Over the past several weeks we’ve been preparing for a field test of a next-generation drill, called the Auto-Gopher. I’m happy to say that it’s been a success, and paves the way for future planetary missions to Mars, Jupiter’s moon Europa, and Saturn’s moon Enceladus, among other destinations.
We’re especially excited about this drill because it’s a wire-line design. The drill itself is suspended on a tether, so to reach deeper operators just need to pay out more cable. This enables drilling at great depths, beyond the reach of traditional drills or even telescoping architectures.
The team from Honeybee joined forces with engineers and scientists from NASA’s Jet Propulsion Laboratory and the University of Southern California to test the drill at the US Gypsum Company gypsum quarry outside Salton Sea, CA. This site offers two advantages: first, it’s a good analog for surface operations on other planets because gypsum strength is similar to that of water-ice at low temperature. Second, it’s well within reach from our Pasadena office, offering flexibility to field test the drill without traveling all the way to a glacier. Gypsum has also been found on Mars.
Auto-Gopher is an ultrasonic-rotary drill, which uses vibrations to hammer the bit through rock formations. The ultrasonic/percussive component, provided by collaborators from NASA JPL, allowed faster penetration rates and in turn lower overall drilling energy. The drill captures core samples every 100mm, each of which is 57mm in diameter. During operations, every 100 mm the system pulls the drill out and captures a core sample for later analysis.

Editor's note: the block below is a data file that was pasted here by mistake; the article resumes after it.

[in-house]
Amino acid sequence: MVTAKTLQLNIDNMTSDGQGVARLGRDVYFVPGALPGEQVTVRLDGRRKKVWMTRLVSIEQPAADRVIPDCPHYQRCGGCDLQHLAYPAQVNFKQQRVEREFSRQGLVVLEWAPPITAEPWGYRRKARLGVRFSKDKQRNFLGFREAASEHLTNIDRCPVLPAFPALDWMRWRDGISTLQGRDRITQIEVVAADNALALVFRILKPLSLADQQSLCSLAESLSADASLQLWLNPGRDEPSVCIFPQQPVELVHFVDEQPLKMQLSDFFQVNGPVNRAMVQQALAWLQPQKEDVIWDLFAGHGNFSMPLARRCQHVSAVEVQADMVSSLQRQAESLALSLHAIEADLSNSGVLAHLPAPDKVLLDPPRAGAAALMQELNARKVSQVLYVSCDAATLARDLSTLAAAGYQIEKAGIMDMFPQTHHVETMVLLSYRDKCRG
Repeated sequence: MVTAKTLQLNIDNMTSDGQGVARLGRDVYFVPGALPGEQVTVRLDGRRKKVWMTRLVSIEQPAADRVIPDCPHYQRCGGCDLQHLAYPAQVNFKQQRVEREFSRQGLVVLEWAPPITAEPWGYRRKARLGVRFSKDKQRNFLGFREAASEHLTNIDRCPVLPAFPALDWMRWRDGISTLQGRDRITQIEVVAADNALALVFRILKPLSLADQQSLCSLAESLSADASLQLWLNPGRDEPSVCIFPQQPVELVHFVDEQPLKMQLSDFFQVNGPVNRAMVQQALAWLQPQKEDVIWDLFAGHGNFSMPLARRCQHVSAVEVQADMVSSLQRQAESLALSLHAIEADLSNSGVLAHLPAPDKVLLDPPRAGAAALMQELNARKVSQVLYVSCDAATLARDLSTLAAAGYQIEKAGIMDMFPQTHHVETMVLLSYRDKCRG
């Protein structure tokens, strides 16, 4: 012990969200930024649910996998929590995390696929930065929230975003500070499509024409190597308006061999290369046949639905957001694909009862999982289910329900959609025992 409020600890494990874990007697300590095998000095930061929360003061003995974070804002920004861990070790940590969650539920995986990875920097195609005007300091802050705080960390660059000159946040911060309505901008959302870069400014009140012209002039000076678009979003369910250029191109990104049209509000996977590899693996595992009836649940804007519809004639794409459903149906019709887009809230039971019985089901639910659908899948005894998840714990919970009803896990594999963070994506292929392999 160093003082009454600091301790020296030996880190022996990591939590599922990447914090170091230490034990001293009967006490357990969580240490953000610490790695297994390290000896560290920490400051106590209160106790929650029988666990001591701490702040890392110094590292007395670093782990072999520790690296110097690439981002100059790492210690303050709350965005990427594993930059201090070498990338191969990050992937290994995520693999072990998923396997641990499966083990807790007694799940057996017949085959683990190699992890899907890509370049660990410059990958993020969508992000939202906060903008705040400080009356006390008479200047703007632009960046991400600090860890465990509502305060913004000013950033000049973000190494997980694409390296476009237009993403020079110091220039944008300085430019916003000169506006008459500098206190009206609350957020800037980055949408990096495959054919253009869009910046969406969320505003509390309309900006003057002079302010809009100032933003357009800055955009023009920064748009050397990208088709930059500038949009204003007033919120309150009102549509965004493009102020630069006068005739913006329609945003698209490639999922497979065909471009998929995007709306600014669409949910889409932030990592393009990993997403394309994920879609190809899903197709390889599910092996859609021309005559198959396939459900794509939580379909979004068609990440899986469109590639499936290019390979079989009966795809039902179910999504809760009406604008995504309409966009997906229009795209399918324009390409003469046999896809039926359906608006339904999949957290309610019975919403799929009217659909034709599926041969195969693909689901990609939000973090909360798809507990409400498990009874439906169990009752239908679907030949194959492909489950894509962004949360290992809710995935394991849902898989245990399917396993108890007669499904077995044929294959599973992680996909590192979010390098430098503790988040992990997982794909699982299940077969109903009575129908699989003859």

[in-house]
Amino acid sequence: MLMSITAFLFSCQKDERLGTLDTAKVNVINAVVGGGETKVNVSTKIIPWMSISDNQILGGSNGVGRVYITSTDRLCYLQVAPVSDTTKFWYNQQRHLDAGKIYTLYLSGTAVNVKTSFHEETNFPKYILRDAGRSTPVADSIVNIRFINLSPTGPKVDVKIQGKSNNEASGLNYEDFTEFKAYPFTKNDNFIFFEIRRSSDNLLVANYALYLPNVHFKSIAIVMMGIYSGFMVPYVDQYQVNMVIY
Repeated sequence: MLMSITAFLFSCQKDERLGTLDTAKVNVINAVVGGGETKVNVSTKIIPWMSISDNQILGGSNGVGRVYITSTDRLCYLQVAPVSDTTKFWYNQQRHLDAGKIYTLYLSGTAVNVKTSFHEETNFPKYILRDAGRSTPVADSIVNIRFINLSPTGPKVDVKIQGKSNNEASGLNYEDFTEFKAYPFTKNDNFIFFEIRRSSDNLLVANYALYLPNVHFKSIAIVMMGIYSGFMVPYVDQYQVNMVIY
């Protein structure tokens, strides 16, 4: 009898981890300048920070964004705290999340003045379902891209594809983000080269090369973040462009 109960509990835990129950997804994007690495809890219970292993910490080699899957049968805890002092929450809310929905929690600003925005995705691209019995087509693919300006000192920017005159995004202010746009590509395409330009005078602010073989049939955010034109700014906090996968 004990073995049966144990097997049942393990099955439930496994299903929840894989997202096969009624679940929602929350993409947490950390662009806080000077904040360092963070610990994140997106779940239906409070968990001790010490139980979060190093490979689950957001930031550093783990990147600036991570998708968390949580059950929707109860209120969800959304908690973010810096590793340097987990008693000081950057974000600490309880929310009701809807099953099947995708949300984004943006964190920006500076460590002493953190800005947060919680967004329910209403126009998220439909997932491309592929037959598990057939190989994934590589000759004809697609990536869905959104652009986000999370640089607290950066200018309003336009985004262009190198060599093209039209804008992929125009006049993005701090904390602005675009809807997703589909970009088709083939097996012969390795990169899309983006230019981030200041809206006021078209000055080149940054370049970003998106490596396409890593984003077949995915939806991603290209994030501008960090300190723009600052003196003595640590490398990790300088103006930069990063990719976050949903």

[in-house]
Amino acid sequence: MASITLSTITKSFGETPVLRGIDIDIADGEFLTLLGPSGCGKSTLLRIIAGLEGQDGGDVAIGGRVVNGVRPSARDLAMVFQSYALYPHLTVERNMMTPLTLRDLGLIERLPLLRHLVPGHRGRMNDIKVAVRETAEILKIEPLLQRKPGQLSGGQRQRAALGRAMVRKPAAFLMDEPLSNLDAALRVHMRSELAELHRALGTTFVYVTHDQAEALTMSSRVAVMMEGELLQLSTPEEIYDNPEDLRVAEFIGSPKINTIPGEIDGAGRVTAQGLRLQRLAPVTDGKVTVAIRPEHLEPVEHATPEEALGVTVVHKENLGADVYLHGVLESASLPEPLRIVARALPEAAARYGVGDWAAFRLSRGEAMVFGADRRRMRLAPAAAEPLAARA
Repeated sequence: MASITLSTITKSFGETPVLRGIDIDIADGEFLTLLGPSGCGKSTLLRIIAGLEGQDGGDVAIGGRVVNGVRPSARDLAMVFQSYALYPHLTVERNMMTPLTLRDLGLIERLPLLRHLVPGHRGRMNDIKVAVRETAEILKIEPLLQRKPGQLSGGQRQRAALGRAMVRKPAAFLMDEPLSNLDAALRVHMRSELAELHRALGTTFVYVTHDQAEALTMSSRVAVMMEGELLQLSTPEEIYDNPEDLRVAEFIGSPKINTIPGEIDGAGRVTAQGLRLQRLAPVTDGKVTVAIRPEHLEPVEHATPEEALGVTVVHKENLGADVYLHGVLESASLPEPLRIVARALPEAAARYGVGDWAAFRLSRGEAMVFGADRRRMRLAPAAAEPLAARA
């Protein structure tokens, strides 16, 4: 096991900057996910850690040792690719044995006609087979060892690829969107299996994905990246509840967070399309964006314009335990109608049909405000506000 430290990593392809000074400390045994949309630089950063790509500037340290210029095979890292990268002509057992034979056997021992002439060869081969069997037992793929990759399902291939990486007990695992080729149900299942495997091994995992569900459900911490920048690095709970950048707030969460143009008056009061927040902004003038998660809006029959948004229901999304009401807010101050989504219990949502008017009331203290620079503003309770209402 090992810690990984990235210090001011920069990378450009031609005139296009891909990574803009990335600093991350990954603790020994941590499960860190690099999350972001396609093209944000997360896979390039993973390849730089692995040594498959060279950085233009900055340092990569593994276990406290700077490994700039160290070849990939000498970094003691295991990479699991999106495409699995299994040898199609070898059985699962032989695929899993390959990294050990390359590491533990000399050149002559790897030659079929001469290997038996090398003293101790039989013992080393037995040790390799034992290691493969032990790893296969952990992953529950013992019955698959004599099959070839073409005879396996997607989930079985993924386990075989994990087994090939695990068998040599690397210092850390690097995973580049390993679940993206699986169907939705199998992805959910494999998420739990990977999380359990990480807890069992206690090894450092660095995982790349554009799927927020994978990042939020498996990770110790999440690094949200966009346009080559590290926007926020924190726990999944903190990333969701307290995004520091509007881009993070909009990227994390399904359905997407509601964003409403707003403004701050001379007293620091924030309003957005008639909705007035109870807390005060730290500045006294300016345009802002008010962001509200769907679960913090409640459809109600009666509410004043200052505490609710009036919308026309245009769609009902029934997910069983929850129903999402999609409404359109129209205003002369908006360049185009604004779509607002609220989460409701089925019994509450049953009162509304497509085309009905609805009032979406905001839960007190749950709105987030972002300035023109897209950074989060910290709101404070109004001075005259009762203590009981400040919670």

During the course of just over 2 days, we reached our target depth of 3m and acquired ~99% of cores. The penetration rate was over 1 meter per hour, and it took a bit over 10 hours to lift and lower the drill. We captured 32 cores in total, which, if it were from Mars or another spot in the solar system, would provide an invaluable source of information. In all, aside from a few minor issues, including a loose wire, the drilling progressed smoothly from start to finish.
In all this demonstration was a major step in proving wireline drilling technology for future planetary missions. We have our eye on Mars, for obvious reasons. But Europa and Enceladus are also top targets because both moons appear to have extensive water ice on the surface and liquid water underneath. For any mission, the idea is to target ice deposits on these planetary bodies because boreholes in ice are less likely to collapse and trap the drill in a hole.
This project has been 4 years in the making, supported by the NASA Astrobiology Science and Technology for Exploring Planets (ASTEP) program. We’re thankful for their support and hope to see this kind of system beyond Earth before long!
Down the hole! Here, the drill is approximately 3 meters subsurface. As you can see, the drill itself is supported by a tether, and doesn’t require the kind of infrastructure that a traditional 3-meter drill would rely upon.
Here’s the Auto-Gopher drill, following the testing process, with three meters of core samples at its base.
A great team from NASA JPL, USC and Honeybee Robotics — thanks to everyone for your contributions to a successful field test. From left to right: Gale Paulsen, Bolek Mellerowicz, Ola Rzepiejwska (Honeybee Robotics), Bill Abbey, Luther Beegle, Stewart Sherrit, Jae Lee (NASA JPL), Yadi Ibarra (USC), Mircea Badescu (NASA JPL), Kris Zacny (Honeybee Robotics). Two team members missing from this picture are Yosi Bar-Cohen from NASA JPL and Frank Corsetti from USC.